The Social Media Beat

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The Social Media Beat

Friday, February 28, 2014

Keeping it Real

By Mark Economou

Mark Economou

Mark is the Public Information Officer for the Boca Raton Police Department in Boca Raton, Florida. Follow Mark on Twitter @BocaPolice.

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I recently attended a statewide PIO conference here in the state of Florida.  It amazes me to see how things have changed in a short five years.  Just five years ago, the few of us integrating social media into law enforcement were being looked at funny.  Why would we want to get into social media?  Why would we want to respond to everyone’s questions?  Why would we want to tell people everything going on?   At this conference there were 200 PIOs from all over the state of Florida and during the entire day not one of those questions came up.  Instead, everyone gave examples of recent events where they had to take to social media.  From a movie theater shooting to the recent Justin Bieber arrest in South Florida, everyone spoke about how they used social media in their situation. It brings me to what the public expects and what we are expected to give them.  Just yesterday we had a residential burglary where the victim was in the house when two individua ...

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Tuesday, February 25, 2014

Blogging for Recruits

By Tracy Phillips

Tracy Phillips

Tracy, an IACP Senior Project Specialist, is responsible for managing the day-to-day operations of IACP's recruitment initiative, Discover Policing.

Want to hear more from Tracy Phillips? Follow her and the Discover Policing team on Twitter, Facebook, and on the Inside Discover Policing blog.

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Last month I explored Facebook pages dedicated to recruitment. This month, we’ll take a look at blogs devoted to the same task.  These two approaches have similar benefits. Namely, the option for readers to comment on a post and ask questions.   Answering commonly asked questions in a public forum can help recruiters save time. You may be asking, “Why do I need a recruitment blog when I already have a website or webpage that focuses on recruitment?”  Good question. Dedicated recruitment websites or webpages certainly are fine but they don’t offer the flexibility of a blog. With a blog YOU create and upload the content and the images, and visitors can comment on your posts. With a website, (typically) you have to go through a web developer to edit or update the content. Blogs offer a platform for current content and routine updates. If you don’t have that, or have the time to create it, and you’re fine with the static nature of a website/page, there&rs ...

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Friday, February 21, 2014

Branding the Social Badge

By Tim Burrows

Tim Burrows

Tim Burrows is a recently retired sergeant with 25 years of law enforcement experience.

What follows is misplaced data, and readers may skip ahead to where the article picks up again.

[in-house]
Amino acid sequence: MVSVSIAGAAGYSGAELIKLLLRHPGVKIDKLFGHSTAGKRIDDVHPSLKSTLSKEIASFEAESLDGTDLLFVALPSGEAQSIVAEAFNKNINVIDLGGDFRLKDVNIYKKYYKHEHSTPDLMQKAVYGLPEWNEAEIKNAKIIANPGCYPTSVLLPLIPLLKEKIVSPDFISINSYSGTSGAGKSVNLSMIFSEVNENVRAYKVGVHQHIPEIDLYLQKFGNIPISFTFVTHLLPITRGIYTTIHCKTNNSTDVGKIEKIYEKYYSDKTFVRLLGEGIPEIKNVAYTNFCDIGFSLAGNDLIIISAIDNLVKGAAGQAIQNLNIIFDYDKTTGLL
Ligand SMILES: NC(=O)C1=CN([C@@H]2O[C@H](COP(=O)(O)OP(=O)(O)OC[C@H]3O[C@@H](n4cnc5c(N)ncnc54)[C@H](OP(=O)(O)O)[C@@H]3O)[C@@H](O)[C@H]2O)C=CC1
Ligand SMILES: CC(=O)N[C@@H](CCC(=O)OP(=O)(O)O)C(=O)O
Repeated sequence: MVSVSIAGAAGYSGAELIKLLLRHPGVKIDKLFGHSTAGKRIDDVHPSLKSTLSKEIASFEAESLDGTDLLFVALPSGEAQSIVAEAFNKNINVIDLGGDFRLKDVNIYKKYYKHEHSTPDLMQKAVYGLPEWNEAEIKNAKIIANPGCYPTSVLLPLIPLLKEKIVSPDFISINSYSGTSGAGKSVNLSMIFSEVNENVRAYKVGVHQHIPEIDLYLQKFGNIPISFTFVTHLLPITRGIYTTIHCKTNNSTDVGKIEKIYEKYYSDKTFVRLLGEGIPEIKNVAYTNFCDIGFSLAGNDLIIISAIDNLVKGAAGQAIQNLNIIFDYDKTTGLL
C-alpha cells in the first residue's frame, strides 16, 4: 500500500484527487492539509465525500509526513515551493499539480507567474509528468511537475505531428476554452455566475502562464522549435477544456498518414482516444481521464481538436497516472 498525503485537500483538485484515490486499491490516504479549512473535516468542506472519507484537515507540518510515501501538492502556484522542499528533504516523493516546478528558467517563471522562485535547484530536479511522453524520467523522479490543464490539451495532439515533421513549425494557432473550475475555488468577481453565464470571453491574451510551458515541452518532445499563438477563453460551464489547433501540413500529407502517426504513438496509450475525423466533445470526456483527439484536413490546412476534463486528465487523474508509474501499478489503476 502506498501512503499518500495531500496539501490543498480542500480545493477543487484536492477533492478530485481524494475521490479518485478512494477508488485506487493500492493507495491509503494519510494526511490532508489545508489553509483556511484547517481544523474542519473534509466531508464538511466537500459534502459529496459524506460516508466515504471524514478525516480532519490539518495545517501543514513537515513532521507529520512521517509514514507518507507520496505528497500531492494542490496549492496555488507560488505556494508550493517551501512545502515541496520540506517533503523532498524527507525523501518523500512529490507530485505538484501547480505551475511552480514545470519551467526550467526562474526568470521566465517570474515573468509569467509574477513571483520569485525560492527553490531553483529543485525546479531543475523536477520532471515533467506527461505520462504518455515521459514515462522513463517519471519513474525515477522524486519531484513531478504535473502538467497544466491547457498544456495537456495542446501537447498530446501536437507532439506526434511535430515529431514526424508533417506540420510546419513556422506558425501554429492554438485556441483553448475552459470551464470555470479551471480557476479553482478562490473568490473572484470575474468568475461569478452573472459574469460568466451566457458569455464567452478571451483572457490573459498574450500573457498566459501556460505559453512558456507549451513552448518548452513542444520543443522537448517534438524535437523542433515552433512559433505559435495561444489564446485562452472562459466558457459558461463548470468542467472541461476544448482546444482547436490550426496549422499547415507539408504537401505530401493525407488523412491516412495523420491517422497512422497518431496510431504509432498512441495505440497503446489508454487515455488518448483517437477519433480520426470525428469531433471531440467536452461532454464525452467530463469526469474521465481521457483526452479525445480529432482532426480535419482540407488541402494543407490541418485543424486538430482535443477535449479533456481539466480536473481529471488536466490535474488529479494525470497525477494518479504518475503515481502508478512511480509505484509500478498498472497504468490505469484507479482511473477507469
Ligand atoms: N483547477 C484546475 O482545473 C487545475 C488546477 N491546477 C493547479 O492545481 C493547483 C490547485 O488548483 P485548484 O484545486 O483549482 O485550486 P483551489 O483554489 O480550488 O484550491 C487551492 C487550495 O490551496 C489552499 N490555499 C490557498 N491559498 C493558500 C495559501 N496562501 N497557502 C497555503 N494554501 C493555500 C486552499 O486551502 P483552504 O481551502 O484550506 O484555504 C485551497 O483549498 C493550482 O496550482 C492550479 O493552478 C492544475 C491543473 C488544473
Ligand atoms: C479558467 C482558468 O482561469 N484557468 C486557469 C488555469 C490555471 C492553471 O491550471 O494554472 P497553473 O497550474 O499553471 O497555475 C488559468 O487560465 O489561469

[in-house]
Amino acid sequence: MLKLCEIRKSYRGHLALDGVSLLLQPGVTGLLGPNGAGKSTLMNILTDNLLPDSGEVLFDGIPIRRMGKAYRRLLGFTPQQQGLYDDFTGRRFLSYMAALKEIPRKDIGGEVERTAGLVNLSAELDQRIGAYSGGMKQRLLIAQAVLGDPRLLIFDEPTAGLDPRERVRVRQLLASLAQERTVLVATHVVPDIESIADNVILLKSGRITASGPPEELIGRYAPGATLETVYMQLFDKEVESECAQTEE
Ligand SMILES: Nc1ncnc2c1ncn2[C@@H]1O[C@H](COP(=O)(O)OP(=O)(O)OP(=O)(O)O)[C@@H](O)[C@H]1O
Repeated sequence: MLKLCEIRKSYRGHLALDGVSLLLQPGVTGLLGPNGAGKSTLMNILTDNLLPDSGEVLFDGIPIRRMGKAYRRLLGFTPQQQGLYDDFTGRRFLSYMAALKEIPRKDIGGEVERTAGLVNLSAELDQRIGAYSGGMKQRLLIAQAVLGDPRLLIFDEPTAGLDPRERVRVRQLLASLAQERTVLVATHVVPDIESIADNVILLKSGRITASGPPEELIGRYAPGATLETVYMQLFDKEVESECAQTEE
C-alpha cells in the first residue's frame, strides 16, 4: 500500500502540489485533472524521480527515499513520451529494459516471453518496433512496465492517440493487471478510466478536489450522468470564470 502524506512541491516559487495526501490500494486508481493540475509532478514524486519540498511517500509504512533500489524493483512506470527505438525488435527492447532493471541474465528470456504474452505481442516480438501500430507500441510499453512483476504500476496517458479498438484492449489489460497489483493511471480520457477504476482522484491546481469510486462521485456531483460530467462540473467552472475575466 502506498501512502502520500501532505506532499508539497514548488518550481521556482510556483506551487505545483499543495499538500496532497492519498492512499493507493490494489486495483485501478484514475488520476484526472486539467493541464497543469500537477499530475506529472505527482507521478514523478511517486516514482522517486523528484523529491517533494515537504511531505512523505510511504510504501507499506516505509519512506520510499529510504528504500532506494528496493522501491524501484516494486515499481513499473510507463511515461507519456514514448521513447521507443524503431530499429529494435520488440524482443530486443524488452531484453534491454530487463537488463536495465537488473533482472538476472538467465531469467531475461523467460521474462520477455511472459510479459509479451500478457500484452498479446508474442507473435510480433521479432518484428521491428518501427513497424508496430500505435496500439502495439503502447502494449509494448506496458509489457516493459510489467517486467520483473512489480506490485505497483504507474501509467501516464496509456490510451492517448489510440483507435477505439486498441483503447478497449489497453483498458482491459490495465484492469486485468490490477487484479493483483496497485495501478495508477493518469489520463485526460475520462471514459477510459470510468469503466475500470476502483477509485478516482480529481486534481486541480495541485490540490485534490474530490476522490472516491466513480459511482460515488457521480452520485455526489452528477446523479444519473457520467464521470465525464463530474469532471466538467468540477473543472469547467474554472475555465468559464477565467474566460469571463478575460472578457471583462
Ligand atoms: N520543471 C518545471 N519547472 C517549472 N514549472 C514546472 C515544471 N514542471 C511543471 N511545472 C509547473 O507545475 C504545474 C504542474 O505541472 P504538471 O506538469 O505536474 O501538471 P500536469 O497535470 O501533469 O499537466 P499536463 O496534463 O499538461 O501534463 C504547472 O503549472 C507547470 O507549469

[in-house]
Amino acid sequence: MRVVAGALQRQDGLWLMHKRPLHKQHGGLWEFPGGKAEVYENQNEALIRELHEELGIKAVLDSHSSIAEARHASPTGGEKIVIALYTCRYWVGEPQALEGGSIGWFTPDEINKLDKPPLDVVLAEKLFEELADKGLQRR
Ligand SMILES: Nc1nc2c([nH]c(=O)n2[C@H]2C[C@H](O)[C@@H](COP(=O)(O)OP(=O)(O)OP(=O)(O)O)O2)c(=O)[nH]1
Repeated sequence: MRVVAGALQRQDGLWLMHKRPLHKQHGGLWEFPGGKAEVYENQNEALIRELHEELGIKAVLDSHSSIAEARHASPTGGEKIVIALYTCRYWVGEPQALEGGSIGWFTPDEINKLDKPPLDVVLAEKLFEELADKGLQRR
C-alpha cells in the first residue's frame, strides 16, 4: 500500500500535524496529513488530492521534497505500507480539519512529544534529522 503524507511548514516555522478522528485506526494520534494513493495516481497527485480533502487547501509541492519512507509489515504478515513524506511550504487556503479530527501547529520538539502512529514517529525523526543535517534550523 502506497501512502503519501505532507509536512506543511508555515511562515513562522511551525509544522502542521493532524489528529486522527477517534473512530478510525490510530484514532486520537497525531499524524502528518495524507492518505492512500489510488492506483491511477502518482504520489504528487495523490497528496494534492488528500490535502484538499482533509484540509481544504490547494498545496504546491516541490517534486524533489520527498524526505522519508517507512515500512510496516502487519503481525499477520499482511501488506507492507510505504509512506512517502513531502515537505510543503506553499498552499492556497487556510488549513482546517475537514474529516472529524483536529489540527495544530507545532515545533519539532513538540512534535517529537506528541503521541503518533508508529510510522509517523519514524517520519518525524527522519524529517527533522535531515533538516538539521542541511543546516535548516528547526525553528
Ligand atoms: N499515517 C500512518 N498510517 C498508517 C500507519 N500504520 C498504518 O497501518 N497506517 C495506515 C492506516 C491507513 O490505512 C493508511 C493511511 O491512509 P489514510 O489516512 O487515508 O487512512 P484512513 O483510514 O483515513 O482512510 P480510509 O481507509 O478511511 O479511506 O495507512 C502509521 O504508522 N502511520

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In the world of business, this type of branding on a social media account is an absolute nightmare and I don’t mean having your account hacked.   What I mean is the absolutely confusing image that is created when the brand, the message, and the strategy are all just one giant mess. There are so many police and law enforcement agencies that are entering the social media field now. A few years ago, there were just a handful of forward thinking agencies and now there are thousands of agencies and officers that are spreading the message of safety, security, and service. One of the challenges that this creates for agencies is the naming of their accounts and the strategy behind those accounts messaging. Here is where the illustration above comes into focus for police. Branding. So many agencies are missing the awesome opportunity to share their image both figuratively and realistically.  While others have done a masterful job of this. John Michael Morgan, author of “Br ...

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Tuesday, February 18, 2014

RPD Loves Animals & Good Police Stories – And So Does the Rest of the World

By Dionne Waugh

Dionne Waugh

Dionne Waugh is the Digital Communications Manager for the Jefferson County Sheriff's Office in Colorado. Follow Dionne on Twitter @JeffCoSheriffCo.

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At this point in the social media game, most people know that photos of animals are pretty popular. From police agencies’ K-9 units to mounted squads to animal rescues, it’s clear that the people love animal postings. But a recent Facebook project of ours just blew us away by showing us how MUCH the whole world loves both animal postings AND good police stories when it made two of our posts go viral. That project (and Facebook photo album) was called “RPD Loves Animals.” The main reason we did this project was to showcase how much animals teach us and how those experiences make our officers better people and subsequently better officers. I think a lot of the times when people hear about police and animals, it involves an officer shooting a dog, but not this time. This time we profiled six officers who have a variety of interesting animals or animal experiences and what it has taught them. Some examples included an officer who takes the time to volunteer at the city animal she ...

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Tuesday, February 11, 2014

Complaints, Complaints – Two Old Kinds of Complaints Providing New Dilemmas in Social Media

By Dave Norris

Dave Norris

Dave Norris is a sergeant with San Mateo, California, Police Department.